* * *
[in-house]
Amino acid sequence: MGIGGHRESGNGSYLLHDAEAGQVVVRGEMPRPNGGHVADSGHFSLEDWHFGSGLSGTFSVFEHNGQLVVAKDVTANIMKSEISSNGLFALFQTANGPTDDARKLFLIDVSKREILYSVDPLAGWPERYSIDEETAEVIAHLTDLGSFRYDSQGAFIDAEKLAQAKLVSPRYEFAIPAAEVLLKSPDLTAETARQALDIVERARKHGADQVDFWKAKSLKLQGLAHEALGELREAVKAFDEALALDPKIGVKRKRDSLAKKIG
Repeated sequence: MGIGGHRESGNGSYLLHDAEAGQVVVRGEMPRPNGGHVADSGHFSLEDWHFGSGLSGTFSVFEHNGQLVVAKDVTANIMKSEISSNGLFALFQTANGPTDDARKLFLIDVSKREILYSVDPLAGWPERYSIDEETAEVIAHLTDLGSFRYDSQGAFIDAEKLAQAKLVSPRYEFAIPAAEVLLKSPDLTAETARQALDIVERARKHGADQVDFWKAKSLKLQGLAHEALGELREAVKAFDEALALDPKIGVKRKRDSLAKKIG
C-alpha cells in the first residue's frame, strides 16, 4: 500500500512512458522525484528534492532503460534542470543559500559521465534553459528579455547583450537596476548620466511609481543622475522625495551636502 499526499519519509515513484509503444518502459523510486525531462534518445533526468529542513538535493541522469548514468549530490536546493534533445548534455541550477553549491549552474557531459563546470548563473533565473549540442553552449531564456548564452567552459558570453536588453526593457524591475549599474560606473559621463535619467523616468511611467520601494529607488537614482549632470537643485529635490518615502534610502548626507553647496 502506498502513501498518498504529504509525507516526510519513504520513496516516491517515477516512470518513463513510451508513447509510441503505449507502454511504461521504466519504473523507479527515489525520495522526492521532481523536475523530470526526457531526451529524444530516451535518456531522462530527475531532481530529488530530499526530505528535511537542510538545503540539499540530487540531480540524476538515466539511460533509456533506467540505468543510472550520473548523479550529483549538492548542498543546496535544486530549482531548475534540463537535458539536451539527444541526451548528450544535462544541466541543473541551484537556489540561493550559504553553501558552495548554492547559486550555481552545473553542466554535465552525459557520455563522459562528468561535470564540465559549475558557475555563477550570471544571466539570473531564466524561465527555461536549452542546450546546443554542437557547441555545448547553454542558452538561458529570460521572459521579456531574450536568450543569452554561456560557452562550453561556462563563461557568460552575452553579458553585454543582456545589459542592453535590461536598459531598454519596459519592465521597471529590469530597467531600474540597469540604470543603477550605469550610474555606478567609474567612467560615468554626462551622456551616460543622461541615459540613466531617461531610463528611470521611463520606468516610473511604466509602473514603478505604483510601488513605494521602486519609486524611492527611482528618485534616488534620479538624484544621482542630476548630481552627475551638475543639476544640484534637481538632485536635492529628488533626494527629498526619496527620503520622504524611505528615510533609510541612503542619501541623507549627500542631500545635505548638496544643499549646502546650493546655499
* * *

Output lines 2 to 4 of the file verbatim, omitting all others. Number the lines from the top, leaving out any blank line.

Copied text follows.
Amino acid sequence: MGIGGHRESGNGSYLLHDAEAGQVVVRGEMPRPNGGHVADSGHFSLEDWHFGSGLSGTFSVFEHNGQLVVAKDVTANIMKSEISSNGLFALFQTANGPTDDARKLFLIDVSKREILYSVDPLAGWPERYSIDEETAEVIAHLTDLGSFRYDSQGAFIDAEKLAQAKLVSPRYEFAIPAAEVLLKSPDLTAETARQALDIVERARKHGADQVDFWKAKSLKLQGLAHEALGELREAVKAFDEALALDPKIGVKRKRDSLAKKIG
Repeated sequence: MGIGGHRESGNGSYLLHDAEAGQVVVRGEMPRPNGGHVADSGHFSLEDWHFGSGLSGTFSVFEHNGQLVVAKDVTANIMKSEISSNGLFALFQTANGPTDDARKLFLIDVSKREILYSVDPLAGWPERYSIDEETAEVIAHLTDLGSFRYDSQGAFIDAEKLAQAKLVSPRYEFAIPAAEVLLKSPDLTAETARQALDIVERARKHGADQVDFWKAKSLKLQGLAHEALGELREAVKAFDEALALDPKIGVKRKRDSLAKKIG
C-alpha cells in the first residue's frame, strides 16, 4: 500500500512512458522525484528534492532503460534542470543559500559521465534553459528579455547583450537596476548620466511609481543622475522625495551636502 499526499519519509515513484509503444518502459523510486525531462534518445533526468529542513538535493541522469548514468549530490536546493534533445548534455541550477553549491549552474557531459563546470548563473533565473549540442553552449531564456548564452567552459558570453536588453526593457524591475549599474560606473559621463535619467523616468511611467520601494529607488537614482549632470537643485529635490518615502534610502548626507553647496 502506498502513501498518498504529504509525507516526510519513504520513496516516491517515477516512470518513463513510451508513447509510441503505449507502454511504461521504466519504473523507479527515489525520495522526492521532481523536475523530470526526457531526451529524444530516451535518456531522462530527475531532481530529488530530499526530505528535511537542510538545503540539499540530487540531480540524476538515466539511460533509456533506467540505468543510472550520473548523479550529483549538492548542498543546496535544486530549482531548475534540463537535458539536451539527444541526451548528450544535462544541466541543473541551484537556489540561493550559504553553501558552495548554492547559486550555481552545473553542466554535465552525459557520455563522459562528468561535470564540465559549475558557475555563477550570471544571466539570473531564466524561465527555461536549452542546450546546443554542437557547441555545448547553454542558452538561458529570460521572459521579456531574450536568450543569452554561456560557452562550453561556462563563461557568460552575452553579458553585454543582456545589459542592453535590461536598459531598454519596459519592465521597471529590469530597467531600474540597469540604470543603477550605469550610474555606478567609474567612467560615468554626462551622456551616460543622461541615459540613466531617461531610463528611470521611463520606468516610473511604466509602473514603478505604483510601488513605494521602486519609486524611492527611482528618485534616488534620479538624484544621482542630476548630481552627475551638475543639476544640484534637481538632485536635492529628488533626494527629498526619496527620503520622504524611505528615510533609510541612503542619501541623507549627500542631500545635505548638496544643499549646502546650493546655499